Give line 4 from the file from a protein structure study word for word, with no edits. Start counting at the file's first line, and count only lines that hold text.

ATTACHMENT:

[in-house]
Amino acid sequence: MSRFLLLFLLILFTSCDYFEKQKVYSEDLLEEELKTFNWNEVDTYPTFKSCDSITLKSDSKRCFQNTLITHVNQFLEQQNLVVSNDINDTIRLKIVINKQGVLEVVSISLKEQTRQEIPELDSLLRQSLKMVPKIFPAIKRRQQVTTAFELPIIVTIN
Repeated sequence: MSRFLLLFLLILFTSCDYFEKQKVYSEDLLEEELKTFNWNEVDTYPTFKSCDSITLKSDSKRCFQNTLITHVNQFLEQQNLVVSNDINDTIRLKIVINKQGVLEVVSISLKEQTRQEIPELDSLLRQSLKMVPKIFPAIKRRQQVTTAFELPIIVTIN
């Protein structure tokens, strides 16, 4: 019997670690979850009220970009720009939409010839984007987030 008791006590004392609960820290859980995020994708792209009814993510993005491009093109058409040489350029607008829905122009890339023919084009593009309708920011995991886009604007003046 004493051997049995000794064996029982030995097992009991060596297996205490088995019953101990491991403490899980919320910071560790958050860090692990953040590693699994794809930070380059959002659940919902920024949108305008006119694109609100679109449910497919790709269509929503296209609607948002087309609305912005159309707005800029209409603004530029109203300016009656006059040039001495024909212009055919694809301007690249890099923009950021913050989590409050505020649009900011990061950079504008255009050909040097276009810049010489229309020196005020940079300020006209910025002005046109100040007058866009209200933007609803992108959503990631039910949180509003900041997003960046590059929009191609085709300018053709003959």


């Protein structure tokens, strides 16, 4: 019997670690979850009220970009720009939409010839984007987030 008791006590004392609960820290859980995020994708792209009814993510993005491009093109058409040489350029607008829905122009890339023919084009593009309708920011995991886009604007003046 004493051997049995000794064996029982030995097992009991060596297996205490088995019953101990491991403490899980919320910071560790958050860090692990953040590693699994794809930070380059959002659940919902920024949108305008006119694109609100679109449910497919790709269509929503296209609607948002087309609305912005159309707005800029209409603004530029109203300016009656006059040039001495024909212009055919694809301007690249890099923009950021913050989590409050505020649009900011990061950079504008255009050909040097276009810049010489229309020196005020940079300020006209910025002005046109100040007058866009209200933007609803992108959503990631039910949180509003900041997003960046590059929009191609085709300018053709003959």